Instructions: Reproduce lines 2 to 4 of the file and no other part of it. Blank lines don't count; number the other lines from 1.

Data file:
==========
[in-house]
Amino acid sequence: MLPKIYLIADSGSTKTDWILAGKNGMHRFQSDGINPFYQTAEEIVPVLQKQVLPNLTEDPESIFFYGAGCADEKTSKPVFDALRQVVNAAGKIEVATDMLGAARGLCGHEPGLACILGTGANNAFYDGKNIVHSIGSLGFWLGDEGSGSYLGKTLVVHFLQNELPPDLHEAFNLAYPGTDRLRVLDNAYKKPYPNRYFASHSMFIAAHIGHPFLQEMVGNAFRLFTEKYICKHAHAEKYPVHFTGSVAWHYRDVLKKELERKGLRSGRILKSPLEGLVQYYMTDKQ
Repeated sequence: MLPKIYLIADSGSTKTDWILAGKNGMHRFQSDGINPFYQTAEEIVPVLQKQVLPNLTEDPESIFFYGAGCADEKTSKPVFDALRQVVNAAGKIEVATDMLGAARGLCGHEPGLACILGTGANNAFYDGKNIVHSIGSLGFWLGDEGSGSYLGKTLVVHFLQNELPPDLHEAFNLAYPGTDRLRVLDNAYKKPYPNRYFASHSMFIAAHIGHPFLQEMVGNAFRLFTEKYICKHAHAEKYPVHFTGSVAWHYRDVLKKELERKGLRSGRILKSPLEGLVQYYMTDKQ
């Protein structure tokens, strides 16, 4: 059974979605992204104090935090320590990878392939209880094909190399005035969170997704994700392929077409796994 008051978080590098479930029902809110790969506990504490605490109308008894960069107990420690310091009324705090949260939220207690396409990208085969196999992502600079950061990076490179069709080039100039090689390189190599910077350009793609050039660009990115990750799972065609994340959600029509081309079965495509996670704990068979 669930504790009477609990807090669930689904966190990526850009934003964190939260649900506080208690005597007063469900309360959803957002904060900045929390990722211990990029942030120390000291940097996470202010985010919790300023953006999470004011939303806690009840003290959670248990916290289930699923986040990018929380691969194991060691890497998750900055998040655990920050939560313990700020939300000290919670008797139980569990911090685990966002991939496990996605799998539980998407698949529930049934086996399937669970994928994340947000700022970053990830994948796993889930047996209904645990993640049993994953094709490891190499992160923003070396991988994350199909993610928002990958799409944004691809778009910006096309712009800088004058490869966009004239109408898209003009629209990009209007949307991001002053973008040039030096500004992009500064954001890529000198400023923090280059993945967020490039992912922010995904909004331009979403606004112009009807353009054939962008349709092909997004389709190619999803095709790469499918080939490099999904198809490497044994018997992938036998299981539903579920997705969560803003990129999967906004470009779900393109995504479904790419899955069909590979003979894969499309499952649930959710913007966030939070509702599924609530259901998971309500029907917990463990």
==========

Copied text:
Amino acid sequence: MLPKIYLIADSGSTKTDWILAGKNGMHRFQSDGINPFYQTAEEIVPVLQKQVLPNLTEDPESIFFYGAGCADEKTSKPVFDALRQVVNAAGKIEVATDMLGAARGLCGHEPGLACILGTGANNAFYDGKNIVHSIGSLGFWLGDEGSGSYLGKTLVVHFLQNELPPDLHEAFNLAYPGTDRLRVLDNAYKKPYPNRYFASHSMFIAAHIGHPFLQEMVGNAFRLFTEKYICKHAHAEKYPVHFTGSVAWHYRDVLKKELERKGLRSGRILKSPLEGLVQYYMTDKQ
Repeated sequence: MLPKIYLIADSGSTKTDWILAGKNGMHRFQSDGINPFYQTAEEIVPVLQKQVLPNLTEDPESIFFYGAGCADEKTSKPVFDALRQVVNAAGKIEVATDMLGAARGLCGHEPGLACILGTGANNAFYDGKNIVHSIGSLGFWLGDEGSGSYLGKTLVVHFLQNELPPDLHEAFNLAYPGTDRLRVLDNAYKKPYPNRYFASHSMFIAAHIGHPFLQEMVGNAFRLFTEKYICKHAHAEKYPVHFTGSVAWHYRDVLKKELERKGLRSGRILKSPLEGLVQYYMTDKQ
């Protein structure tokens, strides 16, 4: 059974979605992204104090935090320590990878392939209880094909190399005035969170997704994700392929077409796994 008051978080590098479930029902809110790969506990504490605490109308008894960069107990420690310091009324705090949260939220207690396409990208085969196999992502600079950061990076490179069709080039100039090689390189190599910077350009793609050039660009990115990750799972065609994340959600029509081309079965495509996670704990068979 669930504790009477609990807090669930689904966190990526850009934003964190939260649900506080208690005597007063469900309360959803957002904060900045929390990722211990990029942030120390000291940097996470202010985010919790300023953006999470004011939303806690009840003290959670248990916290289930699923986040990018929380691969194991060691890497998750900055998040655990920050939560313990700020939300000290919670008797139980569990911090685990966002991939496990996605799998539980998407698949529930049934086996399937669970994928994340947000700022970053990830994948796993889930047996209904645990993640049993994953094709490891190499992160923003070396991988994350199909993610928002990958799409944004691809778009910006096309712009800088004058490869966009004239109408898209003009629209990009209007949307991001002053973008040039030096500004992009500064954001890529000198400023923090280059993945967020490039992912922010995904909004331009979403606004112009009807353009054939962008349709092909997004389709190619999803095709790469499918080939490099999904198809490497044994018997992938036998299981539903579920997705969560803003990129999967906004470009779900393109995504479904790419899955069909590979003979894969499309499952649930959710913007966030939070509702599924609530259901998971309500029907917990463990």